Bah! These schools! This used to happen at the previous school that S went to. They were full of these Waldorf ideas (fascists!) and said very gently that once the kids are in an older class, it's better for them to speak only in English at home. I was quite disgusted. Because despite our best efforts to speak in Tamil at home, S is slowly losing all the Tamil he spoke so well until a couple of year ago. School does that to you anyway. Why would you willing give up your own language? (I'm thinking of starting Tamil classes for him and me!)

B o o said...

I was appalled when a friend of mine here suggested I speak to Ashu only in English so that she wont have a problem in School. At least in India, you can be sure that she ll speak one more language other than English. But living abroad rules out that too and if theres one thing I can NEVER digest, it is Ashu not speaking Tamil. Thankfully the school here has nt suggested the same to me. I am shocked that a school in India would suggest that. We would be back in India in a year or so and Im dreading the interviews already! :(

pappu poppins said...

till i was around two years old, i spoke only hindi and gujarati. my teacher told my mother she was shocked that i didn't speak well in english in spite of the fact that i came from a 'good' family!!!! my mother, with her years of teaching experience, told her that anyone who is completely fluent in the languages that they hear around them at home, will be able to pick up any language and not to bother me and scream at me for such silly reasons :)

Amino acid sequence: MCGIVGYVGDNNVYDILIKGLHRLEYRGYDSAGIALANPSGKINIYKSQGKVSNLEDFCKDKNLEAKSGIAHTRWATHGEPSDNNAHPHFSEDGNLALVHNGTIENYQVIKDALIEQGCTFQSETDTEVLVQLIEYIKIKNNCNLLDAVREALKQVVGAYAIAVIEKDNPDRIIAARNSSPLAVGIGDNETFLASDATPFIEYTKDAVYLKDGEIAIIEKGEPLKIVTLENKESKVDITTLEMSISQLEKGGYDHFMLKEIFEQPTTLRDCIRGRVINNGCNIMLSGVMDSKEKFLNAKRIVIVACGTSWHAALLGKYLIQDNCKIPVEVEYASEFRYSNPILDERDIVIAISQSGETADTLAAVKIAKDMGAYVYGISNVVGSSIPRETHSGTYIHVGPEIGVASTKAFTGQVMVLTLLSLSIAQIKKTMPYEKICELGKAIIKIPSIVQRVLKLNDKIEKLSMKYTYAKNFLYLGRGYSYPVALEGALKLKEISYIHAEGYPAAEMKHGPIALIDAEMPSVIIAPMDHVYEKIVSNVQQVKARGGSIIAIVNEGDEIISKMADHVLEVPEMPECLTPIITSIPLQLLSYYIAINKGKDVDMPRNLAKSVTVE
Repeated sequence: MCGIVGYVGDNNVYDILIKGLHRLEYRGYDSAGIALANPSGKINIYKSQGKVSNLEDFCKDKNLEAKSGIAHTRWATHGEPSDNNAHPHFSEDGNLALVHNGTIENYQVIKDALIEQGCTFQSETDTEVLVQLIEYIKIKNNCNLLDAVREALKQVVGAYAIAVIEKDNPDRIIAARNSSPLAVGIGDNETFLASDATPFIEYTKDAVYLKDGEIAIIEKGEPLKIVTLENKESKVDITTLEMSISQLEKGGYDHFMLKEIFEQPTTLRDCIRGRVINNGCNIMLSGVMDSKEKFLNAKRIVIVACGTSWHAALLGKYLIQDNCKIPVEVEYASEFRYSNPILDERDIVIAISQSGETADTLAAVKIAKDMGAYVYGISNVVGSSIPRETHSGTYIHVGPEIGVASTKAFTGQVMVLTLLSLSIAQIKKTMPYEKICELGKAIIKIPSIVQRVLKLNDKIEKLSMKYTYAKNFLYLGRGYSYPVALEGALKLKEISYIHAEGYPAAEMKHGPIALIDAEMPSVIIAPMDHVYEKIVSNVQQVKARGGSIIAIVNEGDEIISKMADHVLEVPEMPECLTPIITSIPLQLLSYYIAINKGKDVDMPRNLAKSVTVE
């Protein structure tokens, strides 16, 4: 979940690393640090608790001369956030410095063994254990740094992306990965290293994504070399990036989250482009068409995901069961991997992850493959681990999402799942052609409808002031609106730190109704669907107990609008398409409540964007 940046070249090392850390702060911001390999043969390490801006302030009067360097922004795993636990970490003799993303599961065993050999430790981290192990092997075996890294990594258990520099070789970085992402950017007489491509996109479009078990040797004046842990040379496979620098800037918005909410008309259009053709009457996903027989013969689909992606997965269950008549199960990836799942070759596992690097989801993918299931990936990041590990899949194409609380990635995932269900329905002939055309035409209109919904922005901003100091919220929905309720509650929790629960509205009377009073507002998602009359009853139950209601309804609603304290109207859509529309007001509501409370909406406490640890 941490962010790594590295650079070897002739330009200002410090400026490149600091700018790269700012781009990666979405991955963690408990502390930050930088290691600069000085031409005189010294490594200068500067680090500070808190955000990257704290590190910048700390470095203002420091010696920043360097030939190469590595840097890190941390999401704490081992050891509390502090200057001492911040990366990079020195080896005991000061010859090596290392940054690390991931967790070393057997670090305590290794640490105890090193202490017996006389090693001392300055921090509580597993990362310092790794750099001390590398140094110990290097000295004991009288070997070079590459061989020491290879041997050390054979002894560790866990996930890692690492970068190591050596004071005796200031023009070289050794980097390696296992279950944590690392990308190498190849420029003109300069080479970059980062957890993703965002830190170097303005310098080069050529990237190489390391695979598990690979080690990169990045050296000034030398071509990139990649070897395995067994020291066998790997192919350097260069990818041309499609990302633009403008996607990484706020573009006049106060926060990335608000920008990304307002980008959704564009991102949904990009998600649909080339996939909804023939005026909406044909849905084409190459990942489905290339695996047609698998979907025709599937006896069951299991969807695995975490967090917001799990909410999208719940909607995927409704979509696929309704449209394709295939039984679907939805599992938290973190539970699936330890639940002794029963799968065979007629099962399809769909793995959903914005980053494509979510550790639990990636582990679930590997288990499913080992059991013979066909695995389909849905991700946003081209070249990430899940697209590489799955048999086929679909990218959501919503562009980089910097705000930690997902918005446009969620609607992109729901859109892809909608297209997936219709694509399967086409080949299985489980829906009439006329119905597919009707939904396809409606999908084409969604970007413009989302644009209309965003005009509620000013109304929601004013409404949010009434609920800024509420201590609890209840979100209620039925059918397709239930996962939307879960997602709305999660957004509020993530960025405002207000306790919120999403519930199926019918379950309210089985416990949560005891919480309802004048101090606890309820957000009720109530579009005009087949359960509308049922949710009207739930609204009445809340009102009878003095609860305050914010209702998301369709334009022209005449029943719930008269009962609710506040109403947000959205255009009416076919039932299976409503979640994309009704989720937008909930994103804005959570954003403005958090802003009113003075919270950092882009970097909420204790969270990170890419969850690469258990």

the mad momma said...

agree with you on everything.. but i wrote a post long ago abt a little boy in the brat's school who only spoke his native language and everyday when i went to pick up the brat was in the midst of chaos because he didnt understand teh teachers, they didnt understand him...

i dont think english is necessary. but i do think its necessary to learn a primary language of the state you live in. simply so that they are able to manage when i am not around.

SUR NOTES said...

tmm: but thats my point tmm, kids like sanah are surrounded by english. she understands every word, and clearly has no problem understanding whats going on in school. she uses far less english than she does hindi or even marathi. and thats fine by me, because when she needs to 'use' english, she will, maybe with some hesitation, or maybe not.

and the child you mention, clearly growing up in delhi he needs to have a sense of both hindi and english to be able to communicate.

i think of george as a child, only malayalam at home, and his mum picking up hindi as he began picking up hindi...if they had insisted no hindi only then would he would be in a soup at school!

SUR NOTES said...

space bar: oh you keep supporting me on school rants....its a relief! thanksss yousss

boo:you headed back to india? another blogger meet coming up? in honour of the one who linked all the mommies in the first place! and dont take my rants too seriously, after saying all this the school teacher has taught sanah three new hindi rhymes which even i did not know!